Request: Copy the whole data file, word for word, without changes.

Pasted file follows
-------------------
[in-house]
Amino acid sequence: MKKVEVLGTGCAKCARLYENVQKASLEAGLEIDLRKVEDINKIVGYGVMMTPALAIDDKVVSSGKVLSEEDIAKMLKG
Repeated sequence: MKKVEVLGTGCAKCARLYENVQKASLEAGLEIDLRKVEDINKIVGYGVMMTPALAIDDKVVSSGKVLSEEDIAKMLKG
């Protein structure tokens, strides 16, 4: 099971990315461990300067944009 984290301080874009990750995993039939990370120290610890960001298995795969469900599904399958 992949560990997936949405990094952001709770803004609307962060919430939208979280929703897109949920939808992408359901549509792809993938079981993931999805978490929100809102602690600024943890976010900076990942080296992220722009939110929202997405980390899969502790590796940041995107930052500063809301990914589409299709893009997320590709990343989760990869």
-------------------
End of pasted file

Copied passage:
[in-house]
Amino acid sequence: MKKVEVLGTGCAKCARLYENVQKASLEAGLEIDLRKVEDINKIVGYGVMMTPALAIDDKVVSSGKVLSEEDIAKMLKG
Repeated sequence: MKKVEVLGTGCAKCARLYENVQKASLEAGLEIDLRKVEDINKIVGYGVMMTPALAIDDKVVSSGKVLSEEDIAKMLKG
């Protein structure tokens, strides 16, 4: 099971990315461990300067944009 984290301080874009990750995993039939990370120290610890960001298995795969469900599904399958 992949560990997936949405990094952001709770803004609307962060919430939208979280929703897109949920939808992408359901549509792809993938079981993931999805978490929100809102602690600024943890976010900076990942080296992220722009939110929202997405980390899969502790590796940041995107930052500063809301990914589409299709893009997320590709990343989760990869």